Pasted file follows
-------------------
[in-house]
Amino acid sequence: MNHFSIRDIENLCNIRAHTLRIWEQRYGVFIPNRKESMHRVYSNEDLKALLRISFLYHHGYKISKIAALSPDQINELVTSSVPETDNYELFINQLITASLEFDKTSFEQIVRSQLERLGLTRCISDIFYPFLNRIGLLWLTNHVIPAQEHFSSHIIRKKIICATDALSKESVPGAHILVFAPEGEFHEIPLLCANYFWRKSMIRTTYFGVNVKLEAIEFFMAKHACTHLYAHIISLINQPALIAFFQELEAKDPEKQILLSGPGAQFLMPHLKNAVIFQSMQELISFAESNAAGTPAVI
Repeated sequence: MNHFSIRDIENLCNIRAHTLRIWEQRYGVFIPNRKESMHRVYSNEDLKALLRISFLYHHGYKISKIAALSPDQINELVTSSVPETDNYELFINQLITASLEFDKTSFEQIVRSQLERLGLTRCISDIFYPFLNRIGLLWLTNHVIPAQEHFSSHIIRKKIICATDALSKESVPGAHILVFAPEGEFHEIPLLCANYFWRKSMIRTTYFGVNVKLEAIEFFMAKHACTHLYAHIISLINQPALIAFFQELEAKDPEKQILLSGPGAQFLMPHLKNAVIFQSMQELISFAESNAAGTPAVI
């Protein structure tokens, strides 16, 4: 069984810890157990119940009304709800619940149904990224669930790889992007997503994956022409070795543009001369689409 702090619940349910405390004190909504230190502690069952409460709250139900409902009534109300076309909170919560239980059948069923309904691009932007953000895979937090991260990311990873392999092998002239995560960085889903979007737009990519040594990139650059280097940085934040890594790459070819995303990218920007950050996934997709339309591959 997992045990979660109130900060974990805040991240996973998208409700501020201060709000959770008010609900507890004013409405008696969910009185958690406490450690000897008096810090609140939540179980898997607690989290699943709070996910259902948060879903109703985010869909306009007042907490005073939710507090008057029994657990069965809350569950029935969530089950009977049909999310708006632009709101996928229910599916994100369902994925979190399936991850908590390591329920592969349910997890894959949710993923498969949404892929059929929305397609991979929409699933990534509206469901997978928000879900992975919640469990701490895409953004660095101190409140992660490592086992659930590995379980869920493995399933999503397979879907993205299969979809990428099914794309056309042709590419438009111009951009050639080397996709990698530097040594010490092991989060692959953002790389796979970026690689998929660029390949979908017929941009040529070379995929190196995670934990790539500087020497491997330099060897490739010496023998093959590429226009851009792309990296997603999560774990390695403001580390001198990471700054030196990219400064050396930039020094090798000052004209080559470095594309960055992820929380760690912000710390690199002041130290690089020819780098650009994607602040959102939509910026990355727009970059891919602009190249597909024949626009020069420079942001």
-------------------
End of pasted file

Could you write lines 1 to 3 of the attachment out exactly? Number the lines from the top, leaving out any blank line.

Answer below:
[in-house]
Amino acid sequence: MNHFSIRDIENLCNIRAHTLRIWEQRYGVFIPNRKESMHRVYSNEDLKALLRISFLYHHGYKISKIAALSPDQINELVTSSVPETDNYELFINQLITASLEFDKTSFEQIVRSQLERLGLTRCISDIFYPFLNRIGLLWLTNHVIPAQEHFSSHIIRKKIICATDALSKESVPGAHILVFAPEGEFHEIPLLCANYFWRKSMIRTTYFGVNVKLEAIEFFMAKHACTHLYAHIISLINQPALIAFFQELEAKDPEKQILLSGPGAQFLMPHLKNAVIFQSMQELISFAESNAAGTPAVI
Repeated sequence: MNHFSIRDIENLCNIRAHTLRIWEQRYGVFIPNRKESMHRVYSNEDLKALLRISFLYHHGYKISKIAALSPDQINELVTSSVPETDNYELFINQLITASLEFDKTSFEQIVRSQLERLGLTRCISDIFYPFLNRIGLLWLTNHVIPAQEHFSSHIIRKKIICATDALSKESVPGAHILVFAPEGEFHEIPLLCANYFWRKSMIRTTYFGVNVKLEAIEFFMAKHACTHLYAHIISLINQPALIAFFQELEAKDPEKQILLSGPGAQFLMPHLKNAVIFQSMQELISFAESNAAGTPAVI